In Marijuana And Racism: Bearing The Blunt Of The Problem, we wrote about how our nation’s drug laws have always been and still are disproportionally applied to African-Americans. In They Said It On Marijuana, Quotable Saturday, Part LXX, we discussed how Richard Nixon started the War on Drugs to divide White and Black America so as to further his presidential candidacy. And in They Said It On Marijuana, Quotable Saturday, Part CIV, we wrote on how ultra-conservative Charles Koch opposes our current drug laws as unjust because of their grossly uneven impact.
But as we wrote in The Marijuana Industry is not at War with the Poor, it is not fair to single out today’s cannabis industry for blame. Our nation has massive problems with racism and those problems manifest themselves in the following critical areas:
- Housing. For hundreds of years, African-Americans were forced to live in particular neighborhoods and then denied loans to buy houses even in those neighborhoods. Even if we were to end all such discrimination tomorrow (which will not happen), the history of that discrimination would continue to have impact for centuries.
- Job Discrimination.
- Educational disparities.
- Laws and law enforcement. The classic example of discriminatory drug laws is how using crack cocaine (associated more with the African-American community) would subject you to a much harsher punishments than using cocaine (associated more with the White Community), even though they were essentially the same. And as for law enforcement, well just watch the news.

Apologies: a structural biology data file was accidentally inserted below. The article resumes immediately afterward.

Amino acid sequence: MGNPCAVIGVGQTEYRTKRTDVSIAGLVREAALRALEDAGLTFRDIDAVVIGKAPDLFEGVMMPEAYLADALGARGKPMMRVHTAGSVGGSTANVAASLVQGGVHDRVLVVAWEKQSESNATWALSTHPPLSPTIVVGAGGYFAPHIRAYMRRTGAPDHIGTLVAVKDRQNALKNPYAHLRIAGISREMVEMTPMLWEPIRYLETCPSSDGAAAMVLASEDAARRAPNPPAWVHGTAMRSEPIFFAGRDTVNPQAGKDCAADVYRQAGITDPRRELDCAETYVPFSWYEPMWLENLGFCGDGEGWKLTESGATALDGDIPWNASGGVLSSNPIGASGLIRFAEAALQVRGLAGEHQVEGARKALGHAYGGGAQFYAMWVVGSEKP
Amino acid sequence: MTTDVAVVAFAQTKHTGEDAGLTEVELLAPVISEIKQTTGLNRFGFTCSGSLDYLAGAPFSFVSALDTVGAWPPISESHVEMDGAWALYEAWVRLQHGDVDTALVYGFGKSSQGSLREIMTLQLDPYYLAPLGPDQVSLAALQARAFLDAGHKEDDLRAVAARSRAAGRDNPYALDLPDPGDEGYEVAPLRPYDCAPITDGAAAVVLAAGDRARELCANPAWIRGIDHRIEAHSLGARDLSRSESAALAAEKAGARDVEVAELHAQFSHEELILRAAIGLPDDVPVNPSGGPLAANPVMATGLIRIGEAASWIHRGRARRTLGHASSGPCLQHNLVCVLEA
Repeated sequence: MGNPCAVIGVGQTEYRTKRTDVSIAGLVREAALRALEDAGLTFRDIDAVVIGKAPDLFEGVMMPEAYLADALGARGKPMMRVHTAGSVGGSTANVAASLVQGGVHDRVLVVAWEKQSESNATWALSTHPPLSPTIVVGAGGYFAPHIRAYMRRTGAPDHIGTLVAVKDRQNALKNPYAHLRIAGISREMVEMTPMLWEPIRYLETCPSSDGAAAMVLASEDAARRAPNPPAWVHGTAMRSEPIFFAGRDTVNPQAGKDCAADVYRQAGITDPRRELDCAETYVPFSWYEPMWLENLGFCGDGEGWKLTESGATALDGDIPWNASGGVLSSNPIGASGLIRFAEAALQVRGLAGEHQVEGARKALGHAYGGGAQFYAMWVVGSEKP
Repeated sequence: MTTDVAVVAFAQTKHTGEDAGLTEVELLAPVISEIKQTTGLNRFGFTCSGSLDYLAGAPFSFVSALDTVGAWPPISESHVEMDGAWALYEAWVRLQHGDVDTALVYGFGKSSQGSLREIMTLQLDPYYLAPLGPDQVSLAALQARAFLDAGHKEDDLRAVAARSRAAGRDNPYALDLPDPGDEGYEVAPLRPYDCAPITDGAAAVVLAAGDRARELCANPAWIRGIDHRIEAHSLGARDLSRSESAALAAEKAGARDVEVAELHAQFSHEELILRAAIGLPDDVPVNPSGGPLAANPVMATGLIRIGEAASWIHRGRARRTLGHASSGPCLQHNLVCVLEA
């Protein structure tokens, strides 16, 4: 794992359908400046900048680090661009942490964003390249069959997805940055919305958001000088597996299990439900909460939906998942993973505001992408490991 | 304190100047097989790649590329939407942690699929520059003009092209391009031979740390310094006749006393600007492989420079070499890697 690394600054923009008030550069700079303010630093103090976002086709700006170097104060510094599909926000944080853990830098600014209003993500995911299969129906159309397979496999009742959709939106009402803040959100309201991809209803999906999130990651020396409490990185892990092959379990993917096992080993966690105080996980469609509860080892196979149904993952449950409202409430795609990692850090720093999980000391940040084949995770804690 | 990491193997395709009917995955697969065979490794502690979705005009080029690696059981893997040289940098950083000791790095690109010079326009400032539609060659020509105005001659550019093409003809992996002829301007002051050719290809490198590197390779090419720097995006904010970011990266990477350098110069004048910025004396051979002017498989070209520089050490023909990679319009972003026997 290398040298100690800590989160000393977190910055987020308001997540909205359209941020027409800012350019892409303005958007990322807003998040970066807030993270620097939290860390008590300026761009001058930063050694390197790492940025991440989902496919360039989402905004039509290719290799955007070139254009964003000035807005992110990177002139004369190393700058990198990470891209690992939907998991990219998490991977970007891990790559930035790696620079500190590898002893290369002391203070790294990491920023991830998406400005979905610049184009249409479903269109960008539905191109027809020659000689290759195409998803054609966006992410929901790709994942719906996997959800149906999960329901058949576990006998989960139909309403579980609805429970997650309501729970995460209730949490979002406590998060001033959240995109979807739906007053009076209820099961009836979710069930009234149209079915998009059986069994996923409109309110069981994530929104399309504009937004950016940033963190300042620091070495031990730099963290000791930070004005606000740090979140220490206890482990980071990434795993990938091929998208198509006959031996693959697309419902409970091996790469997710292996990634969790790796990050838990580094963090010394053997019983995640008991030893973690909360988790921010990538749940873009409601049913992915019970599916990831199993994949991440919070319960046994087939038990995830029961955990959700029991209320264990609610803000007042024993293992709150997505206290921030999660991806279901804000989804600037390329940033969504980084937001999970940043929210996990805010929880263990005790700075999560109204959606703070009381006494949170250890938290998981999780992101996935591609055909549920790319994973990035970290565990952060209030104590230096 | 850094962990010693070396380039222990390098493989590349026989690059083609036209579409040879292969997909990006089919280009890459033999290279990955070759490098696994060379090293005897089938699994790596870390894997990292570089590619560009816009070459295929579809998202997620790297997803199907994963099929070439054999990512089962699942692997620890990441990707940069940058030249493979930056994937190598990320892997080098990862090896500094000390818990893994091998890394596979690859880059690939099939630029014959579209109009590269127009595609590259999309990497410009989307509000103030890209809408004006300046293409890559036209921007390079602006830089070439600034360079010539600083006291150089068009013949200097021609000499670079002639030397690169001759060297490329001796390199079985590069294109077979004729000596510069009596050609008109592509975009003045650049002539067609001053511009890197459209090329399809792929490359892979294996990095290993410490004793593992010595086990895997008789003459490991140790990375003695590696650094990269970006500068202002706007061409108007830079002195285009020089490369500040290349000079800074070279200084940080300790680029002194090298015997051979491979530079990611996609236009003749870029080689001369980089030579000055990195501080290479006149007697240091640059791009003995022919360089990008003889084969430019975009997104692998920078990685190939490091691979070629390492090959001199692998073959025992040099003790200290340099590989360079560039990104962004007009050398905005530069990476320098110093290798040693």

The newly legalized cannabis industry — just as is true of our society as a whole — has racial impacts and disparities. Those in the cannabis industry have an obligation to be particularly mindful of this and of how our cannabis criminal laws have and still do disproportionally harm African-Americans. And this mindfulness should include seeking to develop and implement ways the cannabis industry can positively impact the African-American community and race relations in this country. As we previously wrote:
The cannabis industry should not pretend that it doesn’t impact communities because it does. It is up to states and communities to engage in smart urban planning that works to improve communities in the long term. At the same time, they should encourage and incentivize marijuana businesses to be good neighbors.
Whenever we write about race and cannabis we get comments (sometimes very angry comments) saying that Whites too have suffered and continue to suffer from our nation’s terrible drug laws. We do NOT dispute that for a moment and that is why we constantly call for legalization and for wiping clean the criminal records of those convicted of non-violent cannabis offenses. And we do not believe that those currently in the cannabis industry are any more the cause of our country’s racial problems (cannabis related or otherwise) than anyone else. But to try to claim that African-Americans have not suffered disproportionally is just factually wrong.
The question we need to be asking is what should be done and what can we/you do to improve things.
We would love to hear your ideas on this.